Selected as the winner of the 2019 Holt Prize by The Hon Professor William Gummow AC, The Hon Justice Alan Robertson and Ruth Higgins SC, Proportionality in Australian Constitutional Law considers the concerns that have been raised regarding the doctrine of proportionality and how these might be addressed. Since its first introduction into Australian constitutional law, there have been debates regarding its use. Recent cases, in particular, have seen a splintering on the High Court, with some judges expressing support for proportionality as a useful tool in certain contexts, and others expressing deep reservations about it. Against this background, Chordia proposes a theoretical framework for proportionality, and uses it to explore a critical question: when, if at all, is proportionality an appropriate analytical tool in Australian constitutional adjudication?
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CHAPTER 1. INTRODUCTION I. Proportionality in Global Constitutional LawII. Proportionality in Australian Constitutional Law
CHAPTER 2. PROPORTIONALITY AS A CONCEPT I. Proportionality's Classical Foundations II. Proportionality in German Public Law III. Proportionality in Global Constitutional Law
CHAPTER 3. STRUCTURED PROPORTIONALITY AS AN ANALYTICAL TOOL I. The Basic Law II. Post-War Jurisprudence III. Constitutional Assumptions Giving Rise to Balancing IV. Balancing and Structured Proportionality V. Incommensurability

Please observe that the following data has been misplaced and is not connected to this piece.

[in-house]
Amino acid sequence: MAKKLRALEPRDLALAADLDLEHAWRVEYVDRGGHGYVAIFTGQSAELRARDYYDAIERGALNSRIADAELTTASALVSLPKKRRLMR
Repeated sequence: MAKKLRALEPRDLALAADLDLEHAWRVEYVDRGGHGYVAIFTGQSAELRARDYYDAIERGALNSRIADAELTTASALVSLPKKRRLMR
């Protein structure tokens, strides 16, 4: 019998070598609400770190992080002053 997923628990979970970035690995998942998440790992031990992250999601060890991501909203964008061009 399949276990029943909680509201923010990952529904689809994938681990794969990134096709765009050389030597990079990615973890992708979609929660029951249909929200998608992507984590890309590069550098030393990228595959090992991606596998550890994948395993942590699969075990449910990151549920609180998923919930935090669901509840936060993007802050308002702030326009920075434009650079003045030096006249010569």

CHAPTER 4. STRUCTURED PROPORTIONALITY AND JUDICIAL RESTRAINT I. Judicial Restraint and the Origins of Structured Proportionality II. Variable Intensities of Review
CHAPTER 5. ALTERNATIVES TO STRUCTURED PROPORTIONALITY I. The First Amendment and the Balancing Problem II. Formalism III. Ad Hoc Balancing IV. Tiered Review Based on Categorisation
CHAPTER 6. PROPORTIONALITY IN THE CHARACTERISATION OF LAWS I. The 'Purposive' Powers II. 'Proportionality' as a Constraint III. Various Uses of 'Proportionality' in Characterisation IV. Explaining Proportionality in Characterisation
CHAPTER 7. PROPORTIONALITY AND THE FREEDOM OF INTERSTATE TRADE AND COMMERCE I. Theories of Section 92 Before Cole v Whitfield II. Cole v Whitfield and Beyond III. Competing Modern Approaches to Section 92
CHAPTER 8. PROPORTIONALITY AND THE IMPLIED FREEDOM OF POLITICAL COMMUNICATION I. Early Implied Freedom Cases II. Modern Approaches III. Addressing Criticisms of Structured Proportionality IV. When is Structured Proportionality not Appropriate
CHAPTER 9. THE FORMS OF 'PROPORTIONALITY' I. Means Ends Analysis II. Ad Hoc Balancing III. 'Smoking Out' a Law's Purpose IV. Reasonably Appropriate and Adapted V. Structured Proportionality